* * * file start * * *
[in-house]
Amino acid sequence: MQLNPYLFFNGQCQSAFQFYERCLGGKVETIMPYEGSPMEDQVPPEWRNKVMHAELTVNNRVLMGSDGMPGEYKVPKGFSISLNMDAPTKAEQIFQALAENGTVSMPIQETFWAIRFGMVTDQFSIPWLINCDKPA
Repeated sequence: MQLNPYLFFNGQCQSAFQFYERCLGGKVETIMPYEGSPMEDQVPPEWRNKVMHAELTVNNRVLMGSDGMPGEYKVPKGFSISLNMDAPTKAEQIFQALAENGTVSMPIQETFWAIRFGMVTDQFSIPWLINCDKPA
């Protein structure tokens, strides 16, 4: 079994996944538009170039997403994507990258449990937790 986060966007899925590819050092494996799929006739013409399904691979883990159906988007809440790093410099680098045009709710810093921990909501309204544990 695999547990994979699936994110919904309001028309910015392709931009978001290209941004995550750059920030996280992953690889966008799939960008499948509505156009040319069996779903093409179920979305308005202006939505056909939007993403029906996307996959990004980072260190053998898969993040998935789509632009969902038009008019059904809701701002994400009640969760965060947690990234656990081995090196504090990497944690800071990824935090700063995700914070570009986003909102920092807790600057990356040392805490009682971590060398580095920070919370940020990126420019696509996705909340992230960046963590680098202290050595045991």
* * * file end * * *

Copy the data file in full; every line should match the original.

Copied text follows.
[in-house]
Amino acid sequence: MQLNPYLFFNGQCQSAFQFYERCLGGKVETIMPYEGSPMEDQVPPEWRNKVMHAELTVNNRVLMGSDGMPGEYKVPKGFSISLNMDAPTKAEQIFQALAENGTVSMPIQETFWAIRFGMVTDQFSIPWLINCDKPA
Repeated sequence: MQLNPYLFFNGQCQSAFQFYERCLGGKVETIMPYEGSPMEDQVPPEWRNKVMHAELTVNNRVLMGSDGMPGEYKVPKGFSISLNMDAPTKAEQIFQALAENGTVSMPIQETFWAIRFGMVTDQFSIPWLINCDKPA
């Protein structure tokens, strides 16, 4: 079994996944538009170039997403994507990258449990937790 986060966007899925590819050092494996799929006739013409399904691979883990159906988007809440790093410099680098045009709710810093921990909501309204544990 695999547990994979699936994110919904309001028309910015392709931009978001290209941004995550750059920030996280992953690889966008799939960008499948509505156009040319069996779903093409179920979305308005202006939505056909939007993403029906996307996959990004980072260190053998898969993040998935789509632009969902038009008019059904809701701002994400009640969760965060947690990234656990081995090196504090990497944690800071990824935090700063995700914070570009986003909102920092807790600057990356040392805490009682971590060398580095920070919370940020990126420019696509996705909340992230960046963590680098202290050595045991």